No, Apple hasn't made Pages freeware, or revived the late, lamented AppleWorks. I'm talking about Text Edit, the amazingly powerful and capable little word processor that comes bundled with every copy of Mac OS X. With the Leopard release of Text Edit, many users may find that it meets all of their practical word processing needs without the necessity of buying Pages, Microsoft Word, or another third-party word processor solution. Leopard's version of Text Edit can now even open MS Word files with basic formatting preserved, and save documents in Word's .doc file format. Sweet." />



Apple’s “Free” Word Processor May Be All You Need

51959 No, Apple hasn't brought back AppleWorks or made Pages freeware, or revived the late, lamented AppleWorks. I'm talking about Text Edit, the amazingly powerful and capable little word processor that comes bundled with every copy of Mac OS X. With the Leopard release of Text Edit, many users may find that it meets all of their practical word processing needs without the necessity of buying Pages, Microsoft Word, or another third-party word processor solution. Leopard's version of Text Edit can now even open MS Word files with basic formatting preserved, and save documents in Word's .doc file format. Sweet.

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Whether or not you use Microsoft Word, odds are that you will encounter Microsoft Word-formatted (.doc) documents fairly frequently, in email attachments, files produced by word-user colleagues, or informational data downloaded from the Internet.

This is not as much of a problem as it used to be for us non Word users. Many, (in fact most) word processors can open and save Word files these days with formatting reasonably intact. However, if you're using Leopard, you don't need any other Word-savvy software other than Text Edit, which can both open .doc files with basic formatting such as fonts, text formatting (bold, italic, etc.) colors, line- spacing, alignment and justification, etc., sustained reasonably accurately. It's not a perfect solution if you need to retain full document integrity. More advanced formatting such as borders, style sheets, graphics, footnotes, bulleted lists, and such don't survive the conversion intact or at all, but tables seem to translate, although not necessarily appearing exactly the same as they would in Word.

When you save a Text Edit document as a Word file, some of that sort of advanced formatting stuff actually will make the transition in the other direction, notably buttons, numbering, and tables, but not style sheets.

As for the issue of whether Text Edit really does qualify as a word processor, while it's true that the program's antecedents, including the earlier versions of Text Edit that came with previous editions of OS X, as well as SimpleText, and if you go far back enough TeachText - applications that filled the same role in the Classic Mac OS, which were more properly described as basic text editors, Leopard's Text Edit is now a pretty powerful word-crunching program in its own right.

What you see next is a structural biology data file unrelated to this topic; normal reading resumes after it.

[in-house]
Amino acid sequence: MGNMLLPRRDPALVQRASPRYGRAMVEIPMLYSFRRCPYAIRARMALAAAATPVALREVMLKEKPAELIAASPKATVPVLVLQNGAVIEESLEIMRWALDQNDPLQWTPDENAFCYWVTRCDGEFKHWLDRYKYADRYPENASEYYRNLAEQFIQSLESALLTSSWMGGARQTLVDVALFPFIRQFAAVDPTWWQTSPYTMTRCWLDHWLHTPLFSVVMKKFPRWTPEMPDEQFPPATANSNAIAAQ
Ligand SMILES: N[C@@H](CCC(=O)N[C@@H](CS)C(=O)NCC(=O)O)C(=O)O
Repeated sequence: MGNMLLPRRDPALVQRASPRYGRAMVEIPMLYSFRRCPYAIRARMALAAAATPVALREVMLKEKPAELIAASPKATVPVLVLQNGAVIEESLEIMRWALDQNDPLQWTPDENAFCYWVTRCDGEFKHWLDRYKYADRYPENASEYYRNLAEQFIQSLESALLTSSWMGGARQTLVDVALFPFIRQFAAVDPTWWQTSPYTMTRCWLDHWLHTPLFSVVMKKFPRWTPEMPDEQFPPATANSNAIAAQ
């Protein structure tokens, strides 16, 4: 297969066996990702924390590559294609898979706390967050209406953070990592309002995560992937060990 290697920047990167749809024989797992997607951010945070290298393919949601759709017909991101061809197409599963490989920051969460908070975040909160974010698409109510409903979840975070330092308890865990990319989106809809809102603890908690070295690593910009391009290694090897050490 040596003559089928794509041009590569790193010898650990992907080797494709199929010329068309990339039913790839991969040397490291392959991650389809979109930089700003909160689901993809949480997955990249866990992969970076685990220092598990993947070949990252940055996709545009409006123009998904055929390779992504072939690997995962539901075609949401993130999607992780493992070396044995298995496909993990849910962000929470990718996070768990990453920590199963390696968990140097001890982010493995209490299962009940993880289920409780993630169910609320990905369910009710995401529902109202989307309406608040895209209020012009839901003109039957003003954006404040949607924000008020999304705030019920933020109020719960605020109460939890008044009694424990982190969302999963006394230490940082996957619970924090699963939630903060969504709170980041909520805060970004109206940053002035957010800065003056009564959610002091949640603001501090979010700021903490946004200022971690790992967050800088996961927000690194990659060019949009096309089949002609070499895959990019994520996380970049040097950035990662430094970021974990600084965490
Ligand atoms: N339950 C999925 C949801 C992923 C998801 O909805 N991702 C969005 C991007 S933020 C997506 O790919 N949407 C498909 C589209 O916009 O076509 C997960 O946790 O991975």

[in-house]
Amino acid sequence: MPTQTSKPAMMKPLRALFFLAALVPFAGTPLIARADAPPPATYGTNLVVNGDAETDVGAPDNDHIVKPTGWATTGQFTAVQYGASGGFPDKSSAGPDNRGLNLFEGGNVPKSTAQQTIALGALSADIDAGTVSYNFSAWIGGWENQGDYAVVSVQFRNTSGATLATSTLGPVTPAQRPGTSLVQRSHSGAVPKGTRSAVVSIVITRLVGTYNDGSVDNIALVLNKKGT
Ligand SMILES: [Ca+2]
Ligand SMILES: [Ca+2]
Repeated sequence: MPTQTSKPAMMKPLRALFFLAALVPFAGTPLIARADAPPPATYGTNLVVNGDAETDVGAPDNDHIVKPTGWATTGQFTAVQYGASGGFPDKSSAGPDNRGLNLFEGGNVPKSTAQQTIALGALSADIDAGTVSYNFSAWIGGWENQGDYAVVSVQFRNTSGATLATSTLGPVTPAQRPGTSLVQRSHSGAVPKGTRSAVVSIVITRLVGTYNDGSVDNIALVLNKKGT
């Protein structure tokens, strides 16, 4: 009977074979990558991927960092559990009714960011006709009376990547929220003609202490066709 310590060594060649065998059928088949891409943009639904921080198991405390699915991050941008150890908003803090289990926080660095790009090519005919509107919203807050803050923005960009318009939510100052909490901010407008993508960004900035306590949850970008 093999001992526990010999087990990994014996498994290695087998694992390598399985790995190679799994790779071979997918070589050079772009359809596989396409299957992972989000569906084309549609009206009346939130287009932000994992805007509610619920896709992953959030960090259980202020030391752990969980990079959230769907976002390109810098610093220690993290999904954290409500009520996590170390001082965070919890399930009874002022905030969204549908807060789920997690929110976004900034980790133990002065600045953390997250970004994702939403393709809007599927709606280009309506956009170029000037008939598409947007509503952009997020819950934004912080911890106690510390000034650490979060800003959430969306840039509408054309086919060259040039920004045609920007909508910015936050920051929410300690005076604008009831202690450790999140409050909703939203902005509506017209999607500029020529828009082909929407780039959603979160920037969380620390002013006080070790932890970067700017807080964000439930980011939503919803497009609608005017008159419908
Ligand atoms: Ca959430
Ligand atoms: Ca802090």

For example, Text Edit supports style sheets, colored text, non-contiguous selections, automatic numbering and bulleted lists, tables, variable line spacing, and paragraph alignment, even kerning and ligatures when the font specified supports them, spell checking, grammar checking, as well as having a plain text editor mode in the TeachText, SimpleText tradition, with an option to switch between plain text and formatted text (ie: Rich Text Format or RTF) in the format menu. There is also a preferences setting to specify one or the other mode as default.

New features that come with Leopard Text Edit include:

• Page numbering - via the "Print header and footer" command in the print dialog.

• Smart Copy/Paste, which eliminates those pesky two-space gaps when you delete a word or phrase, and also readjusts gaps when you paste something in. This feature is available for individual documents from the Edit Menu (Substitutions - Copy/Paste), or globally by setting Smart Copy/Paste in the Preferences New Document tab.

• Autosave - configurable at intervals from 15 seconds to five minutes in the Preferences Open And Save tab.

• Auto Hyperlinks - this handy feature converts Web addresses automatically to clickable hyperlinks, and again can be selected from the Edit Menu (Substitutions - Smart Links),

• Grammar Checking - choose "Check Grammar While Typing" from the Edit Menu's Spelling and Grammar submenu) more on this feature below.

• Kerning - Found in the Format > Font submenu, the Kerning command feature adjusts letter-spacing so that your finished text will look professionally typeset rather than typewritten, or to squeeze or expand a word or phrase to fit in a heading or title more gracefully. It's simple to use in Text Edit - just experiment with the "Tighten" and "Loosen" commands until you get the desired effect.

• Ligatures are closely elated to kerning, and essentially connect particular pairs of adjacent letters, such as fl or ff, into a special character combinations. Note that you need to use a font that supports ligatures in order for it to work.

• Text Edit also can adjust baselines, which are the imaginary lines upon which letter characters "rest" in a document. The Superscript and Subscript commands adjust the "floor" for selected characters above or below the standard baseline.

• Text Edit Copy Style/Paste Style from the Edit > Paste and match Style submenu commands allow you to copy and paste the font formatting characteristics of particular selection to other block of text.

• Smart Quotes in Leopard Text Edit converts standard straight (or "stupid") quotation marks and apostrophes into the more a aesthetically pleasing "curly" type. You can still revert to straight quotes by holding down the Control key as you type the character, something that will be much appreciated by folks like me who convert a lot of text to HTML for Web posting.

One of the functions that distinguishes a word processor from a text editor is support for style sheets. A "style" in this context is a set of font and formatting attributes that can be applied to a selected block of text, a great convenience and time saver. Text Edit supports styles, although in a rudimentary way compared with, say, Microsoft Word. Unlike the latter, Text Edit has no provision for globally applying changes made to styles, nor does it support search and replace by style.